How much you can save on your home loan after lending rate cut to 50-year low
The Reserve Bank has cut the repo rate by some 50 basis points, bringing the home loan rate to 7.25% and providing South African consumers with much-needed economic relief as the country battles the impact of the Covid-19 pandemic.
Earlier in May, the repo rate was cut by 100 basis points to 4.25%, bringing the bond rate to 7.75% Thursday's announcement was made via a video conference call on 21 May, and is the fourth major cut this year, with the recent cuts by one percentage point on 17 March after and a 1 % cut in April.
Aside from the financial relief for households, it has created an unprecedented opportunity for buyers to take advantage of the near five-decade low borrowing costs and drastically improved affordability.
Here's what you can expect to save and pay per month on the following bond values.
Monthly payment at 7.25% - After 0.5% cut on 21 May 2020
Monthly payment at 7.75% - After 1% cut on 14 April
R1 000 000
R1 500 000
R2 000 000
R3 000 000
'Vital savings to property buyers and bond holders'
Samuel Seeff, chairperson of the Seeff Property Group says he is disappointment that the Reserve Bank did not take the opportunity for a bolder rate cut of at least 100 basis points to inject vital confidence into the economy.
"The property market and economy is in a deteriorating state with GDP expected to decline by as much as 6% to 14%, well below the 2008 Global Financial Crisis when it only contracted by about 1.5%."
"These are unprecedented and uncertain times and we need as much support from the Reserve Bank as possible to boost confidence to invest in the property market and economy as we emerge from the Lockdown. Especially as inflation is expected to remain well within the 3%-6% target range."
The rate cuts this year has already provided considerable savings of over R1 400 per month on a R1 million home loan (over twenty years) and this cut now adds a further R300-plus saving.
After an exhaustive wait, sellers are beginning to negotiate and consider lower offers. While we do not know what the lending climate will look like post-Lockdown, lending conditions remain favourable for the time being.
Seeff says that there is interest from buyers. Our agents have made many successful sales under Lockdown with many more pending physical viewings but the longer the Lockdown lasts, the more the challenges are piling up for the economy and property market.
While many support structures of the market such as the deeds offices, conveyancers and the banks are becoming operational, buyers are extremely frustrated with the Level 4 restrictions. They cannot comprehend the logic of not being able to view a property and so that they can move forward with their property transactions.
Repo rate reduction further incentive for savvy home buyers
Andrew Golding, chief executive of the Pam Golding Property group says, “With inflation still at the lower end of the 3-6% target band, it is also hoped that the current low interest rates – last experienced in the early-70s, will help bolster the economy and provide prospective home buyers and investors with an incentive to make property buying decisions. These include first-time buyers, who comprise just under half the loans extended via mortgage originator, ooba.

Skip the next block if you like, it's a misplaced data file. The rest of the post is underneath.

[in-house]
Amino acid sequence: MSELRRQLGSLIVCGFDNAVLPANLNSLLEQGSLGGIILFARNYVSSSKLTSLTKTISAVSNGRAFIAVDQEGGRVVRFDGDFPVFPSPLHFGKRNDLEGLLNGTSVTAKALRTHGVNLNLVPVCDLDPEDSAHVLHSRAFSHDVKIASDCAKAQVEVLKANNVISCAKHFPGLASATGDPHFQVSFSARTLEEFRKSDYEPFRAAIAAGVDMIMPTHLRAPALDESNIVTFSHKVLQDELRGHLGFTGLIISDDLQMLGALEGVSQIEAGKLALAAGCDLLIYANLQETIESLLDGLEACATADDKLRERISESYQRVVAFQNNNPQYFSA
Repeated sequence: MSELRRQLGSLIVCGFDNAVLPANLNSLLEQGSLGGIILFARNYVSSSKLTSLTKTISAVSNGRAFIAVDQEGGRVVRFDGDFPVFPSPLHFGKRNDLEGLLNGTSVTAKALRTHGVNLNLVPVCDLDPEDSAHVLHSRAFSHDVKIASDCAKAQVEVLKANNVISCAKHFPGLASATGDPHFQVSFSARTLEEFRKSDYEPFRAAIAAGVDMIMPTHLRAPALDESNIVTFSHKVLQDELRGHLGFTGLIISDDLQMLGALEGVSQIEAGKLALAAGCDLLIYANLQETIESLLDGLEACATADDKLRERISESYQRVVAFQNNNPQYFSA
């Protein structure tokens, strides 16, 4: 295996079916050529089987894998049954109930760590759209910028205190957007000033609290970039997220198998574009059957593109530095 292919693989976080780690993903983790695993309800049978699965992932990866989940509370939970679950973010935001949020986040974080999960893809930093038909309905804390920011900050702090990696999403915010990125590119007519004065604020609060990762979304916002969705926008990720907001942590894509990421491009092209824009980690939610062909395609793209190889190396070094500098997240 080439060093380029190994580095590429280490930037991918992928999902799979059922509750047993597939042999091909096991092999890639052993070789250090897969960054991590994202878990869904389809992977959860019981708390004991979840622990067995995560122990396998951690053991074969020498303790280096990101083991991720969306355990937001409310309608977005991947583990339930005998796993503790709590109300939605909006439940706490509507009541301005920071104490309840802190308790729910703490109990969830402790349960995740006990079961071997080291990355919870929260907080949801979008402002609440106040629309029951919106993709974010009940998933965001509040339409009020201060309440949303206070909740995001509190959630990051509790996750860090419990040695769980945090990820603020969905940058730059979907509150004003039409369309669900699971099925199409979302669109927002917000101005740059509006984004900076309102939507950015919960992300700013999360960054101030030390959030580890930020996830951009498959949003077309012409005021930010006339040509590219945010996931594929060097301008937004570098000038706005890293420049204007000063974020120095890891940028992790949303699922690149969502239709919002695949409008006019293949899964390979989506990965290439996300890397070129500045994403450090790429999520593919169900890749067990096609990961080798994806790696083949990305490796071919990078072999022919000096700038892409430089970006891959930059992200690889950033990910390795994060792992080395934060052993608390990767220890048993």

“Further motivation for savvy home buyers with medium to long term capital growth in mind, is the current muted house price inflation. According to ooba, average house prices remained steady at just over R1.2 million during the first four months of the year, while the average price of first-time buyers remains below R1 million, as they capitalise on accessibly priced homes which attract zero transfer duty.
Time to buy is now
“That said, the time to buy is clearly now, as the lower price band (below R1 million) continues to see house price inflation escalate, with the latest Pam Golding Residential Property index showing house prices in this price band rising by 6.9% in April (2020).
Notable among the metro markets, and according to the latest data from Lightstone, Cape Town house price inflation (4.2% in January 2020) continues to rebound, followed by Nelson Mandela Bay (3.5%) and eThekwini (3.2%) holding steady. Compared with a national average of 2.6%, this is indicative of the fact that housing markets in the coastal metros continue to outperform, but obviously these results reflect a pre-Covid world and it remains to be seen what kind of market there will be post lockdown.”
Mike Greeff, CEO of Greeff Christie’s International Real Estate says, "Industries and consumers are under a great deal of financial pressure – especially those who have had to take salary cuts or who were retrenched. This repo rate cut will be a welcomed relief for all – especially those looking to buy property for the first time.
"COVID-19 has affected us all in various ways, but one thing remains the same – South Africans have unmatched resilience and it might be a while until things begin to recover but we will come out stronger than before."
Article courtesy of Property24
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